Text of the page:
The food and drug laws are famous worldwide for their rigour. However, in one surprising respect, this reputation may not be wholly deserved. It turns out that there are still thousands of unapproved drugs available. How has this situation come about?
Repeated tightening of the law
The Food And Drugs Act of 1906 first brought the regulation of drugs under federal law, making the sale of misbranded or adulterated drugs an offence. Although the sale of these drugs was prohibited, the Act did not say that drugs needed to be approved by the FDA. This situation clearly had to be addressed, and in 1938, Congress decided that all new drugs had to go through safety approval.
A drug may well be safe, but it might also be completely useless. In 1962, Congress amended the law so that manufacturers had to demonstrate that drugs were not just safe but also effective. As part of this initiative, all of the drugs that had been passed as safe between 1938 and 1962 had to be put through a repeat review process to see whether they were effective or not.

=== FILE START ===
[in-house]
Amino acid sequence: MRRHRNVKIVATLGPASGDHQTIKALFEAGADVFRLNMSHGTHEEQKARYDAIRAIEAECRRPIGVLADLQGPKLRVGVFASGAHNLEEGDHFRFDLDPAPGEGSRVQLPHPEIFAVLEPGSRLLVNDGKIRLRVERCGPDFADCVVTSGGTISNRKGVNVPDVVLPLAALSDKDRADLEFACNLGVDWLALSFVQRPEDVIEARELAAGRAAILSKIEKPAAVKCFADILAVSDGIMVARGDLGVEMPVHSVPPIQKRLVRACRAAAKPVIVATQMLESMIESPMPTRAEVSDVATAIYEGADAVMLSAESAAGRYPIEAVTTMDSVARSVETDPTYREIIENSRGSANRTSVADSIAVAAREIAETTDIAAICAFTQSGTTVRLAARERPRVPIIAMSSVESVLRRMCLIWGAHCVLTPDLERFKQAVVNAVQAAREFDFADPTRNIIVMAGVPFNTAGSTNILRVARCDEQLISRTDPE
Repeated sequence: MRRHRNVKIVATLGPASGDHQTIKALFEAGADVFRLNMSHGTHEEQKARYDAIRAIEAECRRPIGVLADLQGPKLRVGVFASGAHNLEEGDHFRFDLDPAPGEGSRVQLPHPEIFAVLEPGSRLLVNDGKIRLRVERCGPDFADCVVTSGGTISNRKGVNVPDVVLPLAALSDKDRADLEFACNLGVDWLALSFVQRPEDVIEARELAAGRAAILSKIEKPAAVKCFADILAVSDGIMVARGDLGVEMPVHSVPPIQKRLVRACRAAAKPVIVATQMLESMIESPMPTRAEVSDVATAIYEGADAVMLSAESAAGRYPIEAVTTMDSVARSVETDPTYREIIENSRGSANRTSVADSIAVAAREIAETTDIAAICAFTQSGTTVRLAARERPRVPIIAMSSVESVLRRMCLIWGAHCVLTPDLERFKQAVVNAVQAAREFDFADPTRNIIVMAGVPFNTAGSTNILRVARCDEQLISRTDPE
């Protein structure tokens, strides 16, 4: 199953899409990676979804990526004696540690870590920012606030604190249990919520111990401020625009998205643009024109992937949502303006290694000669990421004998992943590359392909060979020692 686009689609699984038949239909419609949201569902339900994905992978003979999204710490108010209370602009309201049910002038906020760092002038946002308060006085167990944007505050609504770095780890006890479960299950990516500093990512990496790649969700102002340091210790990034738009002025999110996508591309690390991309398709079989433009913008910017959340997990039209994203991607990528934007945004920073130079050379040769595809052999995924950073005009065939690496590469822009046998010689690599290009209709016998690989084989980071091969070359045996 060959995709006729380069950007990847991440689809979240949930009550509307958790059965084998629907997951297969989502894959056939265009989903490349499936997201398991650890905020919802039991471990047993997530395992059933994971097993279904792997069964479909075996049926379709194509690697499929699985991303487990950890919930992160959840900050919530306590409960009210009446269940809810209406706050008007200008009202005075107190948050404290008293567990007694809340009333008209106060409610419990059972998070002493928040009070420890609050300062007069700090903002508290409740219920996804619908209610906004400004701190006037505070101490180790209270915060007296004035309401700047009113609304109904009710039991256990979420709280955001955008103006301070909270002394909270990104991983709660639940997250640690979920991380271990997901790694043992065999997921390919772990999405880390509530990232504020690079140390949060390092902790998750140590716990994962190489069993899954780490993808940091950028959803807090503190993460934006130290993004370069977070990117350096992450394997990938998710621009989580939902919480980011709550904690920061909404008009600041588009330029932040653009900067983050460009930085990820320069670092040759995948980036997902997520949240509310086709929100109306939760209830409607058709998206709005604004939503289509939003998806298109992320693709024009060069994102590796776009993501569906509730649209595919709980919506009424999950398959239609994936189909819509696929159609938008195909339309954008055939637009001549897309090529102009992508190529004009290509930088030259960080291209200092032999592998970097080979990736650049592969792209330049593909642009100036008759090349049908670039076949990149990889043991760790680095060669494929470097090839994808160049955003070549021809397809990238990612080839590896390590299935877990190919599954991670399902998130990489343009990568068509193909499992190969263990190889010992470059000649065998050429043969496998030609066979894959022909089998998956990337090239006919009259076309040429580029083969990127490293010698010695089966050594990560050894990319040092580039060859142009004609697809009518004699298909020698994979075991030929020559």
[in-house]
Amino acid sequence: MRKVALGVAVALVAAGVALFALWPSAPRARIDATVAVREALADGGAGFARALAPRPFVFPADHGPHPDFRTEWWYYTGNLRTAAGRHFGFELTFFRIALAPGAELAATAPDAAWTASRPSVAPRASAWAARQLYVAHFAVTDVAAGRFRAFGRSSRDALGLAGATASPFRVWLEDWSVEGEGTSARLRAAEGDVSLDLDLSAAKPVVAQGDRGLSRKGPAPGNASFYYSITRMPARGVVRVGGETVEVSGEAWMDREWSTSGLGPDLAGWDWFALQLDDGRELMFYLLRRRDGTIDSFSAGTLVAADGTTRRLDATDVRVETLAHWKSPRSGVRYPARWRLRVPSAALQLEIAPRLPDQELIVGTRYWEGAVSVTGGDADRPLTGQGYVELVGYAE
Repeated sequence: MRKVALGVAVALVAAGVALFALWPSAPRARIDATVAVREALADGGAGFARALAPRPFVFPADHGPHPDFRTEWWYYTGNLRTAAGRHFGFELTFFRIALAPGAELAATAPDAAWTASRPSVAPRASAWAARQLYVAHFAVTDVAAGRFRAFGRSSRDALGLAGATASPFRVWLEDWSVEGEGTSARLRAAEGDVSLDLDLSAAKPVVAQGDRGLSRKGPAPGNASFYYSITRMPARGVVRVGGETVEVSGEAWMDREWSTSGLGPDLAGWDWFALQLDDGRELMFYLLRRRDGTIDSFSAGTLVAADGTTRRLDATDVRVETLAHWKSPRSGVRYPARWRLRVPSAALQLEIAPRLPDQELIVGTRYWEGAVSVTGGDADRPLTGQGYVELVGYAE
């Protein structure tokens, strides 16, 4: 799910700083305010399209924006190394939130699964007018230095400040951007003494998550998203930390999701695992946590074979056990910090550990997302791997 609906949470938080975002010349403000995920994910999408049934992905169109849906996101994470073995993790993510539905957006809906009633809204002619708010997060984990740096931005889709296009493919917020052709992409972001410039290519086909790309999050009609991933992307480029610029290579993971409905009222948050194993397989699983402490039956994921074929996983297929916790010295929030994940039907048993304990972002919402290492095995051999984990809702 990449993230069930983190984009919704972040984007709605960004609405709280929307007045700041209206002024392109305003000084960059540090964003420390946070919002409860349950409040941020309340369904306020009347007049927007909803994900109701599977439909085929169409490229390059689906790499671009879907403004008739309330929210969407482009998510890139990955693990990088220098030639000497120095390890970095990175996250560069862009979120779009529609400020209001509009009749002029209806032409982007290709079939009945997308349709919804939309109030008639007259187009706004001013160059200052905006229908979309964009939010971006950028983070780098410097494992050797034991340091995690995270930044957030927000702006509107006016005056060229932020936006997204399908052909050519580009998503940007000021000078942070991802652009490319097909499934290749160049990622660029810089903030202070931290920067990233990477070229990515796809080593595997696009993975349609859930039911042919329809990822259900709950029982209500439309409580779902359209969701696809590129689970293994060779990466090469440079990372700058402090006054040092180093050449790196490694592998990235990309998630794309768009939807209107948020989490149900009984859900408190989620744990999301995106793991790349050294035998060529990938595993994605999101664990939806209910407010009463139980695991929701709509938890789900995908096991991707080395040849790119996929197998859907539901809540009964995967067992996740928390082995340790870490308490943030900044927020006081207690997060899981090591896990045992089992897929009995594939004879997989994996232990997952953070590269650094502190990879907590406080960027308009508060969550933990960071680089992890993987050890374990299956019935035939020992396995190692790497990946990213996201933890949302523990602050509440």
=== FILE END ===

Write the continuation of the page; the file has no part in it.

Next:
All new drugs now have to have an approved application, including FDA 510k clearance submission so that they can continue to be sold. We now live in a society where if drugs are wrong or are taken incorrectly people will sue. If your a business that deals with customers or consumers then you probably will want High Net Worth Insurance Gloucestershire which you can find on sites like https://johnmorganpartnership.co.uk/. This will protect you in case any thing happens that is not expected.
Confusion over generics
However, many drugs that are prescribed come in packaging that doesn’t reveal that they do not have FDA approval. Many of these drugs don’t have recognisable brand names and because they’ve been around for years, many healthcare providers think that they are generics. This is a mistake because generic drugs, like new drugs, have to go through the FDA evaluation process and will have had to demonstrate that they are the equivalent of a specific branded drug. Generic drug products that have been approved by the FDA have also had to show evidence that they have the same security, stability, strength and quality as the brand-name drugs they reference. In addition, the manufacturing, testing and packaging has to be of the same quality level as the brand-name drug.
Healthcare professionals need to be aware that an unapproved drug is not the same as a generic one and that its safety and effectiveness cannot be guaranteed.